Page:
LOS/LAC 318 Database Management
This course introduces skills and builds proficiency in database management. It is taught on PC computers using the latest version of Microsoft Access and is designed to help students develop competencies in a variety of database processing functions. Students become proficient in setting up databases, managing data, creating reports, using report enhancements, and manipulating data. Prerequisite: Basic computer applications knowledge. Cr 3.

LOS/LAC 319 Introduction to Networking
This course is an introduction to the installation, maintenance, and repair of personal computer networks. It provides students with an elementary understanding of network systems including communication components, LAN protocols, standards (de facto/de juri), system architecture, network software, and the fundamentals of network installation and repair. Offered at Central Maine Community College. Cr 3.

LOS/LAC 320 Networking Support and Troubleshooting
This advanced course addresses the installation, maintenance, and repair of personal computer networks. It provides students with an advanced understanding of network systems including software configuration, troubleshooting, security, tools, design strategies, and employee training. Offered at Central Maine Community College. Cr 3.

LOS/LAC 321 Introduction to Personal Computer Repair/Operating Systems
This course is an introduction to the installation, maintenance, and repair of personal computers and related equipment. It provides students with an elementary understanding of PC environments including system components, peripherals, operating systems, component/card interface, and the fundamentals of repair. Offered at Central Maine Community College. Cr 3.

LOS 322 Leadership in the Public/Nonprofit Sectors
This course examines the basic processes through which public policy is formulated, adopted, and implemented in the United States. Prerequisite: junior standing or permission of the instructor. Cr 3.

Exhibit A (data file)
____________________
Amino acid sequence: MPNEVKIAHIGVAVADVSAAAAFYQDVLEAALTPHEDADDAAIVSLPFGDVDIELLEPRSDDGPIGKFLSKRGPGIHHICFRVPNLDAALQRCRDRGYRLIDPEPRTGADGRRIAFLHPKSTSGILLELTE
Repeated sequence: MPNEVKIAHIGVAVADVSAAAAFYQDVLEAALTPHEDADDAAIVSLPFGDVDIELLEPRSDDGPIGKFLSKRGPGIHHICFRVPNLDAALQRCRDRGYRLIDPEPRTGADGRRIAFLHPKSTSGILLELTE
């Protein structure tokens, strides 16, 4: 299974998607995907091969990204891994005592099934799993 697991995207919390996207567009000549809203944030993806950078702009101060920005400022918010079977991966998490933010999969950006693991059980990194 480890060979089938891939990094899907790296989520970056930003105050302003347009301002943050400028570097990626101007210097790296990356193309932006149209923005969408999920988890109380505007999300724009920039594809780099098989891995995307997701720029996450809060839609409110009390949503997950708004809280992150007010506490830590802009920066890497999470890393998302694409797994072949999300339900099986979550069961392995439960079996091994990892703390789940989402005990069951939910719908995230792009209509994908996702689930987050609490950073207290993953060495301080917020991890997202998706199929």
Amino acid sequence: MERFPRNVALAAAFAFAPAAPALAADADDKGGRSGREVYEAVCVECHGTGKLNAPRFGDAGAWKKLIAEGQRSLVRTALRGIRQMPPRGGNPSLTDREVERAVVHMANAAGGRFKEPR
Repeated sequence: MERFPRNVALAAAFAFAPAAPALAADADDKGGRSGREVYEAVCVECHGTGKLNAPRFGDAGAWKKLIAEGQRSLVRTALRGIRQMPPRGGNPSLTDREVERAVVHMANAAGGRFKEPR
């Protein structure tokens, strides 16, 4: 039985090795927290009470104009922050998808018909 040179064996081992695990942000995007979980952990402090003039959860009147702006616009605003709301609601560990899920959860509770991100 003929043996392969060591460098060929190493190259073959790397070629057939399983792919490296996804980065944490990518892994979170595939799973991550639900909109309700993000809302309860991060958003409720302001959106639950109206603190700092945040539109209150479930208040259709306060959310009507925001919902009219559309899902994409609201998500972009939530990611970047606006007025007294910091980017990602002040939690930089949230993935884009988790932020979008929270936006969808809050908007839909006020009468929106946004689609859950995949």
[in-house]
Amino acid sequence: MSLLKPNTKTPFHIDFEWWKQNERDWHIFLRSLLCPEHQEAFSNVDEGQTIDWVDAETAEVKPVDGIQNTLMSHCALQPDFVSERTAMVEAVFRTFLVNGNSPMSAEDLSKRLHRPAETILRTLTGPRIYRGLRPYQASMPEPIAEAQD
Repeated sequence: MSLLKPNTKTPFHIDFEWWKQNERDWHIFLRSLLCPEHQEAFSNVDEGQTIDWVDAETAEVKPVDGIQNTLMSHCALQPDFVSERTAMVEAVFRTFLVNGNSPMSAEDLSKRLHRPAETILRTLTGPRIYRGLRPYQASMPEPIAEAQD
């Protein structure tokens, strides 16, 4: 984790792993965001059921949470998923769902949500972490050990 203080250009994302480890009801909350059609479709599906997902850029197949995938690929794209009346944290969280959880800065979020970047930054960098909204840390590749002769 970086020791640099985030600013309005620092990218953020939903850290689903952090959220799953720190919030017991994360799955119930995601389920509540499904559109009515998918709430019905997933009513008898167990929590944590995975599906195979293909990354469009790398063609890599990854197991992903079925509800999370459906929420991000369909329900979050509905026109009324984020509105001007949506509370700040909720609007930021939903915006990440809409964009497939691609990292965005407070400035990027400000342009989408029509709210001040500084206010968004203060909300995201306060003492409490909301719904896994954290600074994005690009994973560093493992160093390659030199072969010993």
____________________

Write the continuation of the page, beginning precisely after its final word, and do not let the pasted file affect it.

LOS 323 The Media and Politics
This course explores the implications of political campaigns in American politics. Topics include management of campaigns, candidate recruitment, positive and negative advertising, political consultants, political parties and interest groups, effects of media coverage, campaign financing, and impact of campaigns and elections on public policy. Special consideration will be given to current campaigns. Cr 3.

LOS 324 Leadership, Sports, and Society
This course provides students interested in sports an opportunity to explore and deconstruct various aspects of sports leadership. Covering a wide range of material, the course will develop critical understanding of the mutually constituted link between sport, leadership, and society. To this end, it applies classical, modern, and postmodern theories of leadership to historical and contemporary sporting examples that will offer a critical view of how sport (and conceptions of sport) are constructed and represented. Micro, meso, and macro levels of analysis will be explained to assist interpretive work and to explore the complexity of the terrain as it directly relates to the study of leadership. Cr 3.

LOS 325 State and Local Government
This course is an introduction to the structure, roles, and processes of administration in state and local government. The state of Maine is a special focus of the course. Cr 3.

LOS 327 Leading through Conflict
Conflict management is explored as an essential leadership tool and analyzed as a necessary component of healthy systems and innovations. We will investigate techniques that help individuals and groups mediate and negotiate differences encountered in a variety of situations. Cr 3.

LOS/SBS 329 Research Methods
This course is an introduction to quantitative and qualitative research methods which can be used in organizational planning and decision making and in the social and behavioral sciences. The course will cover topic areas related to the application of appropriate methods of inquiry and includes completion of an applied project. Strongly recommended for students going on to graduate school, careers in consulting, or human resource management. Prerequisite: LCC 150 or equivalent. Cr 3.

LOS 330 Leadership in Different Cultures